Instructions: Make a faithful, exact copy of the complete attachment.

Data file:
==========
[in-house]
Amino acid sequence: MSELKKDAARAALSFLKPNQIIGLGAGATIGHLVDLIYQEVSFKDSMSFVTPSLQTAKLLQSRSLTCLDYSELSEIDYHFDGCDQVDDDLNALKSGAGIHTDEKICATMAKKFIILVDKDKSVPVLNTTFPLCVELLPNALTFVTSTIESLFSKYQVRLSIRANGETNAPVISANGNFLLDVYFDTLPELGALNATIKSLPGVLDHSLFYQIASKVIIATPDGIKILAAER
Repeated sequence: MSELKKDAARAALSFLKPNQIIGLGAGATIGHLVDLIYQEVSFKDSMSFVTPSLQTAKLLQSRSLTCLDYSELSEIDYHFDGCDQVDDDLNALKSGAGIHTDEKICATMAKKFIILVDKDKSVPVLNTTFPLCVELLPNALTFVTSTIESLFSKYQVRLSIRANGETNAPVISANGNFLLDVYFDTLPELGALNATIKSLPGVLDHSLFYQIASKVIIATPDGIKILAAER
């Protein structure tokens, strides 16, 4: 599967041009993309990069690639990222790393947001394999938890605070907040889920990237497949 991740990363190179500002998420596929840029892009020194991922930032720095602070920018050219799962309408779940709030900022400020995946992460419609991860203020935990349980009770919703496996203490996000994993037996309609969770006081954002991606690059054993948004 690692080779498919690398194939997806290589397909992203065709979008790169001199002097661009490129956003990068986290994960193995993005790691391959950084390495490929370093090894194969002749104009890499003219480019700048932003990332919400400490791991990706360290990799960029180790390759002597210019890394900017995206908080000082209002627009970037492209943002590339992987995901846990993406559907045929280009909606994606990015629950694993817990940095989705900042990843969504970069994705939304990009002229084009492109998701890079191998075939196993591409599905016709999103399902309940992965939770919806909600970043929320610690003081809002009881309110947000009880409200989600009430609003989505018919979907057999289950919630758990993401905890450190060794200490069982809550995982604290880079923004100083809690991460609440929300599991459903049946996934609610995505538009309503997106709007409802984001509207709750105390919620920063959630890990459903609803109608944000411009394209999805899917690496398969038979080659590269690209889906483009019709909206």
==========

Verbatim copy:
[in-house]
Amino acid sequence: MSELKKDAARAALSFLKPNQIIGLGAGATIGHLVDLIYQEVSFKDSMSFVTPSLQTAKLLQSRSLTCLDYSELSEIDYHFDGCDQVDDDLNALKSGAGIHTDEKICATMAKKFIILVDKDKSVPVLNTTFPLCVELLPNALTFVTSTIESLFSKYQVRLSIRANGETNAPVISANGNFLLDVYFDTLPELGALNATIKSLPGVLDHSLFYQIASKVIIATPDGIKILAAER
Repeated sequence: MSELKKDAARAALSFLKPNQIIGLGAGATIGHLVDLIYQEVSFKDSMSFVTPSLQTAKLLQSRSLTCLDYSELSEIDYHFDGCDQVDDDLNALKSGAGIHTDEKICATMAKKFIILVDKDKSVPVLNTTFPLCVELLPNALTFVTSTIESLFSKYQVRLSIRANGETNAPVISANGNFLLDVYFDTLPELGALNATIKSLPGVLDHSLFYQIASKVIIATPDGIKILAAER
């Protein structure tokens, strides 16, 4: 599967041009993309990069690639990222790393947001394999938890605070907040889920990237497949 991740990363190179500002998420596929840029892009020194991922930032720095602070920018050219799962309408779940709030900022400020995946992460419609991860203020935990349980009770919703496996203490996000994993037996309609969770006081954002991606690059054993948004 690692080779498919690398194939997806290589397909992203065709979008790169001199002097661009490129956003990068986290994960193995993005790691391959950084390495490929370093090894194969002749104009890499003219480019700048932003990332919400400490791991990706360290990799960029180790390759002597210019890394900017995206908080000082209002627009970037492209943002590339992987995901846990993406559907045929280009909606994606990015629950694993817990940095989705900042990843969504970069994705939304990009002229084009492109998701890079191998075939196993591409599905016709999103399902309940992965939770919806909600970043929320610690003081809002009881309110947000009880409200989600009430609003989505018919979907057999289950919630758990993401905890450190060794200490069982809550995982604290880079923004100083809690991460609440929300599991459903049946996934609610995505538009309503997106709007409802984001509207709750105390919620920063959630890990459903609803109608944000411009394209999805899917690496398969038979080659590269690209889906483009019709909206």